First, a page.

Measuring the efficacy of art therapy on general health

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Authors
Greaney, Rachael
Issue Date
2019
Degree
Higher Diploma in Arts in Psychology
Publisher
Dublin Business School
Rights
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Abstract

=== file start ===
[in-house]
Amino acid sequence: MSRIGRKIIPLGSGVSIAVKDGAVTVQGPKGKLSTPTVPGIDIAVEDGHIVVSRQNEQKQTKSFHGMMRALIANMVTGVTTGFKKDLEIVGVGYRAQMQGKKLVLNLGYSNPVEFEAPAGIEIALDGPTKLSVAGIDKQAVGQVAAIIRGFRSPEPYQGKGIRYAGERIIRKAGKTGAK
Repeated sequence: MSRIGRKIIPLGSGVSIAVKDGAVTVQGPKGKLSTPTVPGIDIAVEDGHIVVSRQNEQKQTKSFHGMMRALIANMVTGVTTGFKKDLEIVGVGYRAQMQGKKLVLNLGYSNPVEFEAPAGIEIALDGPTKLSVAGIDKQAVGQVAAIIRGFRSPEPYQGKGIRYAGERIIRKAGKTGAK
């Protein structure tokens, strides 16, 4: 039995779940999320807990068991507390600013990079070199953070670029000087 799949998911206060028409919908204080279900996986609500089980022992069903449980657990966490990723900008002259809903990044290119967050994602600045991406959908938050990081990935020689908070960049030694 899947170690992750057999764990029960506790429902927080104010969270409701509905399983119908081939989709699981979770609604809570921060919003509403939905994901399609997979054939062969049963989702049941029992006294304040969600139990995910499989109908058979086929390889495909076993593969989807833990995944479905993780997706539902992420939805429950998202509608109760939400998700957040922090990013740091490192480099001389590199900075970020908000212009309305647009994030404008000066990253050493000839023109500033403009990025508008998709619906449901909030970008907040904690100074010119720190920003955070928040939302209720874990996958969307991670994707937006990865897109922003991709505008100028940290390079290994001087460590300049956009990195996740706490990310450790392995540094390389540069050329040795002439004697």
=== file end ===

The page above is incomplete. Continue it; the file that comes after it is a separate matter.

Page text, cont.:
This study examines the impact Art Therapy can have on the general health of adults. Art therapy is defined as a creative method of expression used as a therapeutic technique, which could include attending an art therapist or using an art journal. The control group (n= 88) and Art Therapy group (n=42) completed a survey which included questions estimating demographics, participation in Art Therapy and meditation, level of Art Therapy and meditation activity per week and the General Health Questionnaire. Statistical analysis revealed that there were significant correlations between the frequency of meditation, support from friends, optimism and control and GHQ scores. T-tests showed that the mean GHQ scores for those that do Art therapy versus those that do not, were significantly different. T-tests showed that the mean GHQ scores for those that do meditation versus those that do not, were significantly different. A one-way ANOVA showed that there were significant differences in mean scores for those that do both Art Therapy and meditation and those that do either Art Therapy or meditation. Hierarchical regression analysis revealed that control was the highest predictor of variances in GHQ score, with Art Therapy in second place. Non therapy types accounted for 37% of the variance in GHQ scores, with therapy types accounting for 7% of the variance in GHQ scores. The small sample obtained for those that take part in art therapy leads to the issue of generalization.
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